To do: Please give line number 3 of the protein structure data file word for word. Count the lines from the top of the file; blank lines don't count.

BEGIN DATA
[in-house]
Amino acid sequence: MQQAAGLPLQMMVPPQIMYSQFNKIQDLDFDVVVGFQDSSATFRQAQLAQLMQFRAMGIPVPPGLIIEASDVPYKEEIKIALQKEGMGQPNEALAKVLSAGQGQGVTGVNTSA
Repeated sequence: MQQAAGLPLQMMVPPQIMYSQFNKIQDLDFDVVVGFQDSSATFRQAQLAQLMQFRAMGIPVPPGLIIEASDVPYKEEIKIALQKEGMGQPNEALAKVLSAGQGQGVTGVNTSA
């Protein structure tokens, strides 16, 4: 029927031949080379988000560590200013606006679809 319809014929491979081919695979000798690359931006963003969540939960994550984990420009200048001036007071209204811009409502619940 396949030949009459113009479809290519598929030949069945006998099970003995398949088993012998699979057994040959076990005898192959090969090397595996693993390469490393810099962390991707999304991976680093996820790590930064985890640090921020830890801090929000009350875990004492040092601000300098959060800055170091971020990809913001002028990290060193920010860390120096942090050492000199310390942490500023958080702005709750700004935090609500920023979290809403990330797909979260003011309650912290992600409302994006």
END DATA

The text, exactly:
Repeated sequence: MQQAAGLPLQMMVPPQIMYSQFNKIQDLDFDVVVGFQDSSATFRQAQLAQLMQFRAMGIPVPPGLIIEASDVPYKEEIKIALQKEGMGQPNEALAKVLSAGQGQGVTGVNTSA